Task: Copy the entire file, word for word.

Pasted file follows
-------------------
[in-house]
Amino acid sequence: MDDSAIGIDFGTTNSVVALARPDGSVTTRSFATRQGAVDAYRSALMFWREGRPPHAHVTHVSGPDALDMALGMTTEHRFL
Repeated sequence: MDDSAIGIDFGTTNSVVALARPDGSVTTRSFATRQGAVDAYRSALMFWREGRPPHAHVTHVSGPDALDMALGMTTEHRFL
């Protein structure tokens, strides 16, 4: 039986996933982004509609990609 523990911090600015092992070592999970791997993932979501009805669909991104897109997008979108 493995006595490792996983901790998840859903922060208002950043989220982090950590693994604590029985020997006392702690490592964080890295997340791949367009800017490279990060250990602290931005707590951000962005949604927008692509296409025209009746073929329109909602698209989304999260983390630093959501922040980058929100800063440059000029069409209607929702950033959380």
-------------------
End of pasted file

[in-house]
Amino acid sequence: MDDSAIGIDFGTTNSVVALARPDGSVTTRSFATRQGAVDAYRSALMFWREGRPPHAHVTHVSGPDALDMALGMTTEHRFL
Repeated sequence: MDDSAIGIDFGTTNSVVALARPDGSVTTRSFATRQGAVDAYRSALMFWREGRPPHAHVTHVSGPDALDMALGMTTEHRFL
């Protein structure tokens, strides 16, 4: 039986996933982004509609990609 523990911090600015092992070592999970791997993932979501009805669909991104897109997008979108 493995006595490792996983901790998840859903922060208002950043989220982090950590693994604590029985020997006392702690490592964080890295997340791949367009800017490279990060250990602290931005707590951000962005949604927008692509296409025209009746073929329109909602698209989304999260983390630093959501922040980058929100800063440059000029069409209607929702950033959380």